“In March 2020, following an extensive review of the best science currently available, the independent [standards] body ICNIRP [International Commission on Non-Ionising Radiation Protection] updated the international safety guidelines that provide protection from exposure to EMF from mobile devices and networks.  

“Although ICNIRP made several minor adjustments to its 1998 guidelines, the review confirmed that there are no adverse effects on human health from radio frequencies used by mobile technologies, including 5G, if exposure is below these guidelines.

“The World Health Organisation says: ‘A large number of studies have been performed over the last two decades to assess whether mobile phones pose a potential health risk. To date, no adverse health effects have been established as being caused by mobile phone use.’

“There is no credible scientific evidence linking 5G or mobile technologies to the spread of Coronavirus. The ICNIRP considers all potential impacts on human health relating to mobile phone frequencies including 5G. Following an extensive review of the best science currently available, in March 2020 the ICNIRP confirmed that there are no adverse effects on human health from 5G frequencies if exposure is within their guidelines.”

Vodafone continues: “We comply with national regulations in all markets, and will continue to do so across the range of new 5G devices and new radio masts. 5G and other frequencies have been the subject of research for a number of years. The consistent conclusion of public health agencies and expert groups is that compliance with the international guidelines is protective for all persons (including children) against all established health risks.”

In May 2020 Vodacom became the South African first operator to launch 5G to mobile users. Photo: Neowin

The rollout of 5G in SA

The rollout of 5G in SA will be the subject of a succeeding Mail & Guardian feature, but to introduce this topic, South Africans now have a choice of two 5G networks: Vodacom and Rain.  

The history of the rollout is that the International Telecommunication Union (ITU), which ratifies communications standards, put together a roadmap for it as early as 2015. Some countries including the UK and China started getting 5G networks last year, though South Africa is still ahead of the global general adoption curve.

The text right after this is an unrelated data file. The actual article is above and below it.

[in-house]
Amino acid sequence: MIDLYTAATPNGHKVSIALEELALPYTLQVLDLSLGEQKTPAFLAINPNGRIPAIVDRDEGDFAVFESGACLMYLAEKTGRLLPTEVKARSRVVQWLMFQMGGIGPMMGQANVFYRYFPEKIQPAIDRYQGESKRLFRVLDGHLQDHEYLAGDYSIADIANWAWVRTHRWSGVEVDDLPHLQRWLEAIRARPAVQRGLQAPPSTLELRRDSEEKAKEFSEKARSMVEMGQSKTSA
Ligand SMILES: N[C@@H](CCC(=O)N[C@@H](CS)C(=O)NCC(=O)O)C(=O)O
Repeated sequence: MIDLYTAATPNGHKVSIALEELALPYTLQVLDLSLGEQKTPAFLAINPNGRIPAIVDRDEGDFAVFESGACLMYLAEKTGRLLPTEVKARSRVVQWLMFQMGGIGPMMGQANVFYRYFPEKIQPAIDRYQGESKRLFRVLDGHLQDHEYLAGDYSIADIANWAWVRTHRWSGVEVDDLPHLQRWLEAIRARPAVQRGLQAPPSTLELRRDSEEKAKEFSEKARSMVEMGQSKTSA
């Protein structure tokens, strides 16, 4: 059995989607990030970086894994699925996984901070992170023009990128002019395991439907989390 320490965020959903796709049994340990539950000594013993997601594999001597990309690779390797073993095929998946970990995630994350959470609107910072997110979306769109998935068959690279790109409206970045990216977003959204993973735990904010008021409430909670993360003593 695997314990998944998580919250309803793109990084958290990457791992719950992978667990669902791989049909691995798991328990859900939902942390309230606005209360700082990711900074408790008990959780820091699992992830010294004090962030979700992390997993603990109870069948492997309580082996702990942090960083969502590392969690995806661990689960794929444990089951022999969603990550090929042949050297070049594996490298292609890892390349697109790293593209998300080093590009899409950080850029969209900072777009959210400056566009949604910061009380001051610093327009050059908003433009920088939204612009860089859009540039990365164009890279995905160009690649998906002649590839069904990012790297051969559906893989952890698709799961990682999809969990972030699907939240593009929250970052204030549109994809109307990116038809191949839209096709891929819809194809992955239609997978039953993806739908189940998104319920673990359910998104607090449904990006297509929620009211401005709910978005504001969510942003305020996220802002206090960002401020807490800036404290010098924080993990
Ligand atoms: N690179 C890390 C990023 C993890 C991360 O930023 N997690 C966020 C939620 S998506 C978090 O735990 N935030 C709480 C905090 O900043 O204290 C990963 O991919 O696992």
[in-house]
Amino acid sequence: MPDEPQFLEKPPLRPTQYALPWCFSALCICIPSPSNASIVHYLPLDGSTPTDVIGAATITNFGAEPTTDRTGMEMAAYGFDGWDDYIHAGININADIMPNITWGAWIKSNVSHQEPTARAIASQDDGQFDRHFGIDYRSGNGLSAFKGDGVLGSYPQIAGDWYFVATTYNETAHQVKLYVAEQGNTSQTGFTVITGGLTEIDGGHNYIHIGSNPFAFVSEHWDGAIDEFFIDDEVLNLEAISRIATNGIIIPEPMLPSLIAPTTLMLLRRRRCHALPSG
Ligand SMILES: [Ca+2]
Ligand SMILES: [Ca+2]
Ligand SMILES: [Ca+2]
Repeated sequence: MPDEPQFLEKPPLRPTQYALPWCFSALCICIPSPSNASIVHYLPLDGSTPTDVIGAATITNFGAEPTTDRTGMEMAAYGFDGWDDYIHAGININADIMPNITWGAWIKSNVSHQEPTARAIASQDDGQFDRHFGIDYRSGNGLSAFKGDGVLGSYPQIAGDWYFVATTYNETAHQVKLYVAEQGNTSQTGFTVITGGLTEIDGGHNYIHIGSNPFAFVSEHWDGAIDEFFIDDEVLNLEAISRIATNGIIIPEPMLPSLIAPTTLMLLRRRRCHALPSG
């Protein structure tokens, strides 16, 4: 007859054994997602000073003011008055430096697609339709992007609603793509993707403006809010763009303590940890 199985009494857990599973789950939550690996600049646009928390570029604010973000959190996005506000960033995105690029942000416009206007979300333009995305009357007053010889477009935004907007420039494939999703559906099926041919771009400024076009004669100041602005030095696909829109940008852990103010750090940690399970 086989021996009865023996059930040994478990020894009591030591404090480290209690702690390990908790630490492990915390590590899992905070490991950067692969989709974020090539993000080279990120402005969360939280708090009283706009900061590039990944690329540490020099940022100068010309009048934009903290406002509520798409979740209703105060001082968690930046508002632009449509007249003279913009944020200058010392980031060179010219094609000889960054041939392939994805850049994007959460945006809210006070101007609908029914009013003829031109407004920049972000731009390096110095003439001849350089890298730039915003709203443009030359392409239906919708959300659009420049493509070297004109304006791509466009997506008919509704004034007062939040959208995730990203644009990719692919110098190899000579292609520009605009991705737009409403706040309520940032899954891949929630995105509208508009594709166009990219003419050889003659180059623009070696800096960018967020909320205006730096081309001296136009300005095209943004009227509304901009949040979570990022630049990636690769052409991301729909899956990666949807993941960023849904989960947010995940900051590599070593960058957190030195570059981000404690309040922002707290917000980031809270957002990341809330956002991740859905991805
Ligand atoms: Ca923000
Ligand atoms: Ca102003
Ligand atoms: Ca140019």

Notwithstanding Vodacom’s “emergency” permission, the big mobile operators have been unable to launch 5G services until more spectrum is licensed to them by the communications regulator, the Independent Communications Authority of SA (Icasa). The government is due to auction off blocks of the spectrum later this year, as there is common agreement on plans to upgrade South Africa to 5G in 2020, based on the understanding that 5G technology could benefit the South African economy by providing faster connectivity and speed over a wireless network. This would further drive down data costs and finally permit the realisation of the concept of “smart cities”. The impact will affect many industries. 

A tower cell being updated to 5G in the US. Photo: KTLA

There are currently two service providers, both offering 5G connectivity for no more than the cost of fibre:

  • Rain, a mobile operator that only provides data services, has launched a fixed-wireless 5G network, offering a fast broadband connection to homes and businesses without requiring fibre. The service is available initially in parts of Johannesburg and Tshwane. It has leveraged its 4G data networking infrastructure to build the 5G network in its regulated 3 600MHz spectrum band. The company did not need government intervention to achieve this, as they repurposed the parts of the spectrum formerly used by iBurst after they bought parent company WBS.